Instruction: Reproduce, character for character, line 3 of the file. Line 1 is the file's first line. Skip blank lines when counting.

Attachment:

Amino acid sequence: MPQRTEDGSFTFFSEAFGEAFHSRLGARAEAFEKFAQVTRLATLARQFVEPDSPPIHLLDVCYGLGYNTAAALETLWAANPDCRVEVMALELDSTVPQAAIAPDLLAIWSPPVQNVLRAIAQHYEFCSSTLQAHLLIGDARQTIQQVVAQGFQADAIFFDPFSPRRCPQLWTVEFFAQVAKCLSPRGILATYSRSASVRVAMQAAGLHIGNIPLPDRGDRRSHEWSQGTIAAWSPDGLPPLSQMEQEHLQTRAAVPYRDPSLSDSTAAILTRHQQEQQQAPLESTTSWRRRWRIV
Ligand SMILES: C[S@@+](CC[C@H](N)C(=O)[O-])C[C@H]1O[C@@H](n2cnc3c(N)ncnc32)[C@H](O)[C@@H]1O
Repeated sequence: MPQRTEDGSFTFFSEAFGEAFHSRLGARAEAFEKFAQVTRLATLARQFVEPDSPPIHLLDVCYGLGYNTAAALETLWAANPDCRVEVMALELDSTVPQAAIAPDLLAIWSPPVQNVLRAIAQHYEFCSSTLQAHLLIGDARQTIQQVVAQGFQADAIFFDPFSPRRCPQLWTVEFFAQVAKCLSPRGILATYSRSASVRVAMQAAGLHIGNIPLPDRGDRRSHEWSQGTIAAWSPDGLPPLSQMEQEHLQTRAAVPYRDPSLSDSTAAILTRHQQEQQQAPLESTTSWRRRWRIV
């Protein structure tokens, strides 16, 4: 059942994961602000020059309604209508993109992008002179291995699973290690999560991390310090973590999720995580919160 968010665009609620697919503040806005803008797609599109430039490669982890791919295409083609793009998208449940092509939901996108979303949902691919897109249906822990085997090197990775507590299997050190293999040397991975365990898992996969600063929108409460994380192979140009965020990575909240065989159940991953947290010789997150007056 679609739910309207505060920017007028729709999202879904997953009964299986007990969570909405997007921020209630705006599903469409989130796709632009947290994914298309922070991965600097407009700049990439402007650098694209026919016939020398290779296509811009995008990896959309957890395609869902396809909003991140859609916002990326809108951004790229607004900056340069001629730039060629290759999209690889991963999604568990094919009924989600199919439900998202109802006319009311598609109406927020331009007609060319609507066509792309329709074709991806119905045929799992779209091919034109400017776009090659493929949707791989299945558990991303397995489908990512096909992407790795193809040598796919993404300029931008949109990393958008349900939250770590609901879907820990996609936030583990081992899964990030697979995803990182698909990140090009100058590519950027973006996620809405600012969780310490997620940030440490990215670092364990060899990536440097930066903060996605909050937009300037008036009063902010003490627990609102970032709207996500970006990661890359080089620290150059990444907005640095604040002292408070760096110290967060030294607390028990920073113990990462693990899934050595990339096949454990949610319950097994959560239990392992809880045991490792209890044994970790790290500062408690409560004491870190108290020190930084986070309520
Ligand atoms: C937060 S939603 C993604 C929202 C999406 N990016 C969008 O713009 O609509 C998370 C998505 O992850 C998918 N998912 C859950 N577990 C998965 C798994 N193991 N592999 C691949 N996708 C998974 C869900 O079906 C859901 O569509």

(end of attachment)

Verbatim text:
Repeated sequence: MPQRTEDGSFTFFSEAFGEAFHSRLGARAEAFEKFAQVTRLATLARQFVEPDSPPIHLLDVCYGLGYNTAAALETLWAANPDCRVEVMALELDSTVPQAAIAPDLLAIWSPPVQNVLRAIAQHYEFCSSTLQAHLLIGDARQTIQQVVAQGFQADAIFFDPFSPRRCPQLWTVEFFAQVAKCLSPRGILATYSRSASVRVAMQAAGLHIGNIPLPDRGDRRSHEWSQGTIAAWSPDGLPPLSQMEQEHLQTRAAVPYRDPSLSDSTAAILTRHQQEQQQAPLESTTSWRRRWRIV